One of their supporters noted: “The Kitchen Sisters succinctly convey the importance of archives, the diversity of institutions and individuals embarking on this work, and the many treasures preserved within these collections.”

Learn more about The Kitchen Sisters in Nelson’s three-part interview with ArchivesAWARE!, the blog of SAA’s Committee on Public Awareness, at https://archivesaware.archivists.org/2019/02/21/weve-always-relied-on-th....

Josephine Forman Scholarship: Ashley Flores

Ashley Flores is the 2019 recipient of the Josephine Forman Scholarship sponsored by the General Commission on Archives and History of The United Methodist Church, in cooperation with the Society of American Archivists (SAA). The $10,000 scholarship provides financial support to minority students pursuing graduate education in archival science, encourages students to pursue careers as archivists, and promotes the diversification of the American archives profession.

Flores, an MLIS student specializing in archival studies at the University of California, Los Angeles has worked in the University Archives and Manuscripts Department at Hamilton Library at the University of Hawai'i at Mānoa as well as the African American Diversity Cultural Center Hawaii. Additionally, she has done research at the Pacific Island Ethnic Art Museum. Each positon has influenced her understanding of the many functions of archives and the services it provides for the public.

Her research interests include working with indigenous peoples to create inclusive, pluralistic, and accessible archives spaces. Her recommenders write of the "tremendous passion" she brings to her studies and that she is "highly conscientious and hardworking with attention to detail." As an archivist, Flores, would like to help people who feel underrepresented, using archives to bring communities and histories together.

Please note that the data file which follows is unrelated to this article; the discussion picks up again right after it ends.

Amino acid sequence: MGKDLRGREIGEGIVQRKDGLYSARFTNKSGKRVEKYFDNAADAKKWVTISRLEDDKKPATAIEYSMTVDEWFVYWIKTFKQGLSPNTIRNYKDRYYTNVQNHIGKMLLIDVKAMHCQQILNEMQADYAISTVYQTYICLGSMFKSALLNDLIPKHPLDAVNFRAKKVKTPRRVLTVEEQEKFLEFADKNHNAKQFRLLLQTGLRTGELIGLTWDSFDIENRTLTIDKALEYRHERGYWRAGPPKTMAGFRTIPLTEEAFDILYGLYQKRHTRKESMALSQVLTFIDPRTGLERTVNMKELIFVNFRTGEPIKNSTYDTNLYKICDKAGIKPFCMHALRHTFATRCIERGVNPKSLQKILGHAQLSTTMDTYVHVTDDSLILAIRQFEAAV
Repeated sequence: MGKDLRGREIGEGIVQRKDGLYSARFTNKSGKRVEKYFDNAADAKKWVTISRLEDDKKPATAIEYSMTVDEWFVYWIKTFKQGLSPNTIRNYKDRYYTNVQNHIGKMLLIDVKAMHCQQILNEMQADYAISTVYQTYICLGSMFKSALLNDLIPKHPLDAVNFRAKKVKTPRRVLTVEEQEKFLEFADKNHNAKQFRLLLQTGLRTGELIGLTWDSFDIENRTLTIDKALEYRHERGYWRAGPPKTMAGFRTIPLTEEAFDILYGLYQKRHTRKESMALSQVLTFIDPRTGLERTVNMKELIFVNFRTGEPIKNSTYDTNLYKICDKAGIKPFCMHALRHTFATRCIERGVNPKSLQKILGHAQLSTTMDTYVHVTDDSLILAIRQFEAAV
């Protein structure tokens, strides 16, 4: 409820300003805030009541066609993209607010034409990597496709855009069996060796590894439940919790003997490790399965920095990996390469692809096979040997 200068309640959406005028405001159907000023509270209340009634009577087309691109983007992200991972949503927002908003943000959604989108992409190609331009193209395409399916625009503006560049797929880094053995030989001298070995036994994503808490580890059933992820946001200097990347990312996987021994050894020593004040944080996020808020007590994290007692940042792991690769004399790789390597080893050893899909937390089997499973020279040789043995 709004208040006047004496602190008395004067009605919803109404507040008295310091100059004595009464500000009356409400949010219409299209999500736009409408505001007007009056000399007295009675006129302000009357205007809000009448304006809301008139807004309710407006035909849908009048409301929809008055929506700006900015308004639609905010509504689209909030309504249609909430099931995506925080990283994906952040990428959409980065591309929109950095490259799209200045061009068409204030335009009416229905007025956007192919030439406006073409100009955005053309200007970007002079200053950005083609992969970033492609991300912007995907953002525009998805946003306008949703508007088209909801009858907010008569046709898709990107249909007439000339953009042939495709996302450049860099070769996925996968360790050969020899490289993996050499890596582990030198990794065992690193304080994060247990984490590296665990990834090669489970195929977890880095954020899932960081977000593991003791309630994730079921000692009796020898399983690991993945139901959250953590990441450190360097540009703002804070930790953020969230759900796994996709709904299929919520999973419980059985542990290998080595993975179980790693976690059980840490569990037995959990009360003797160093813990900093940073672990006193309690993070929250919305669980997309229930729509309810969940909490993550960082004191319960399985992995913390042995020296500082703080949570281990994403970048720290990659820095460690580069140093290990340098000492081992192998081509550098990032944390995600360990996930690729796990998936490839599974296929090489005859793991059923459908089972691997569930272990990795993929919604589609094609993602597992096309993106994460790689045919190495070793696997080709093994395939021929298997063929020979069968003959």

Mark A. Greene Emerging Leader Award: Wendy Hagenmaier

Wendy Hagenmaier, digital collections archivist at Georgia Institute of Technology, is the 2019 recipient of the Mark A. Greene Emerging Leader Award from the Society of American Archivists (SAA). The award celebrates and encourages early career archivists who have completed archival work of broad merit, demonstrated significant promise of leadership, and performed commendable service to the archives profession.

Hagenmaier’s exemplary service can be seen in work accomplished regionally and nationally. She spearheaded the development of retroTECH, an innovative program at Georgia Tech that provides students, faculty, and community members with hands-on opportunities to discover and explore the history and future of technology. She is currently serving as the Georgia Tech project manager on an IMLS-funded grant which aims to develop an online emulation environment from retroTECH’s collections. Additionally, Hagenmaier was one of the founders of BloggERS, the blog for SAA’s Electronic Records Section, and is coproducer of the popular radio show and podcast, Lost in the Stacks. She was a part of the research team that created Born-digital Access in Archival Repositories: Mapping the Current Landscape, a detailed report that culminated in the development of the workshop curriculum for the Born-digital Access Bootcamp. In addition, she has held multiple elected roles on SAA’s Committee on Public Policy and in SAA’s Issues and Advocacy Section, Electronic Records Section, and Architectural Records Roundtable, and has served as president of the Society of Georgia Archivists.